“Nothing is impossible, the word itself says “I’m possible””.
What happens if you’re taking on a daunting challenge and you get stuck? What do you do when you have no clue how you’re going to do it? How can we get over these mental hurdles?
When most people embark upon epic challenges, I suspect they have no clue about how to achieve it. Let’s be honest, if you’re taking on a challenge that no-one else has attempted there is no blue-print. I took on a rather ridiculous challenge recently. As I began explaining my challenge to the people around me, they would ask “how on Earth are you going to do that?” The only honest answer is, “I have no idea”. When world class performers start out, they often have very few answers. What they do have, is a head full of questions! These questions are the start point. They will help us to find the answers. However, the questions alone may not be enough. There is another, rather magical ingredient that gives real power to the process. It is the catalyst, the primer, the ‘fairy dust’. What am I talking about?
When we are curious, we have an intrinsic desire to find the answers. We actively search for solutions. Have you ever seen children who are powered by curiosity? They take on a terrier-like tenacity to explore and discover. If we have questions, but no curiosity, we’ll probably get no further than the questions. If our questions go unanswered for too long, we may end up concluding that we simply can’t proceed because we don’t know the answers.
Maybe we’ll never find the answers. Perhaps this challenge is impossible after all.
When we are curious, however, we keep searching until we find the solution.
Some people simply don’t accept the conventional barriers that most of us would. Student, Scott Young, decided he wanted an MIT (Massachusetts Institute of Technology) education but didn’t want to go through the acceptance boards, get into debt or take four years over it. His curiosity lead him to construct the entire four year computer science and business curriculum, plus the assessments himself (Young, 2012).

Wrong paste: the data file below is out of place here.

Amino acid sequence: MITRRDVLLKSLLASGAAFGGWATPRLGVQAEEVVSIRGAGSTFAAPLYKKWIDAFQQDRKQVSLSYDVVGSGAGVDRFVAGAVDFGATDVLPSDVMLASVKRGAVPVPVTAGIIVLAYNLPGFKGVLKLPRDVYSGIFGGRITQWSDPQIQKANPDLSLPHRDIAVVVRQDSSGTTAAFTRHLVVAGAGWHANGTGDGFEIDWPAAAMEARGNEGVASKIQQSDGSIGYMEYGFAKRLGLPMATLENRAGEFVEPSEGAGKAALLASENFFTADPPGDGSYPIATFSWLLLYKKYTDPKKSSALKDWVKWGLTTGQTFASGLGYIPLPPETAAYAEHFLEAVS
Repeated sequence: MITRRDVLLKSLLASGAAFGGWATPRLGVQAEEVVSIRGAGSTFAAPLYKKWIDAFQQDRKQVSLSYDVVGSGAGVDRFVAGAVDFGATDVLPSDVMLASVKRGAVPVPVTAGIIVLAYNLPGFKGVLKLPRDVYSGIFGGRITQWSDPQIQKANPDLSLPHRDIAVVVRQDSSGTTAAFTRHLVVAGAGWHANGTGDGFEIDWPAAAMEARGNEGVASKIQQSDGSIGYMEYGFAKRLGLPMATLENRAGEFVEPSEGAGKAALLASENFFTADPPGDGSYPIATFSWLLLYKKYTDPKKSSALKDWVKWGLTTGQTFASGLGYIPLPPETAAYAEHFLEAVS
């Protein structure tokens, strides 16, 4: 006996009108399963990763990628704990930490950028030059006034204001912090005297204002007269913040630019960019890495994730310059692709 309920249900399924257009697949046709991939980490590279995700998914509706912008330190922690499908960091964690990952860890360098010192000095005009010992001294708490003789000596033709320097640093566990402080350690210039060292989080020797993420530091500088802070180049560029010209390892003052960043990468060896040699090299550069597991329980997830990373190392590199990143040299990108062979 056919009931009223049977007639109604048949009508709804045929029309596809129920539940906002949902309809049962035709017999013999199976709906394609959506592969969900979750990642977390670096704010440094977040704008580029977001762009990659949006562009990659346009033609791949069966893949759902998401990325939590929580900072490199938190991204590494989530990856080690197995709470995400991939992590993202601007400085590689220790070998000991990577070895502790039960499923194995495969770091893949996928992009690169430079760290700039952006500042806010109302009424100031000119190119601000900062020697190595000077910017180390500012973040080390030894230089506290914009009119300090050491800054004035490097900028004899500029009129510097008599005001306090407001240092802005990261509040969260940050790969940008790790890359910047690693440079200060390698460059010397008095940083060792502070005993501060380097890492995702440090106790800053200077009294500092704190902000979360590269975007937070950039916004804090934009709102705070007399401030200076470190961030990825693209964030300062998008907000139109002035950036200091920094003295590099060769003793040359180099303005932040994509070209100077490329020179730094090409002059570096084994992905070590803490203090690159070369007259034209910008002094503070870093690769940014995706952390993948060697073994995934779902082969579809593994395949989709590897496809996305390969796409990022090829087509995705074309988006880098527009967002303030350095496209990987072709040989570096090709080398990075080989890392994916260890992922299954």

Psychologist, George Lowenstein (1994) described curiosity as a passion, “with all the motivational intensity that is implied by the term”. Therefore, when we have that magical blend of questions and curiosity, we have a really good chance of finding some answers.
What are the big questions that you have at the moment? What do you need to know? How can you find the answers? Who could you ask? If they don’t know, do they know someone that might know?
When we get into the flow, the process takes on a life of its own. Every answer that we find normally has another question that accompanies it. It becomes an adventure, like following the yellow brick road in Alice in Wonderland. Importantly, following this kind of thought process gives us momentum. With momentum we’re no longer stuck.
Follow the yellow brick road!
Our own yellow brick road is simply the process of asking questions and then looking for the answers.
Q. “I wonder how I could do it?”
A. “You could ask someone!”
Q. “Who might know?”
A. “They might know!”
Q. “If they don’t know, do they know someone who might?”.
Questions, answers, more questions, more answers.
Remember, following this kind of thought process gives us momentum and when we have momentum, we’re no longer stuck.
To help you take on your challenges, read Could I Do That?
“The mindsets, approaches and techniques in Could I Do That? are exactly what helped me to win two Olympic Gold medals, and Simon has a great way of bringing these to life so anyone can take these principles and apply them in their world” Steve Williams, OBE, double Olympic gold medallist.
Hartley, S.R. (2014) Could I Do That?, Chichester: Capstone.
Lowenstein, G. (1994) ‘The Psychology of Curiosity: A Review and Reinterpretation’, Psychological Bulletin, 116(1), 75-88.
Young, S. (2012) ‘Can You Get An MIT Education for $2000?’, TED Talks. 19 June 2012.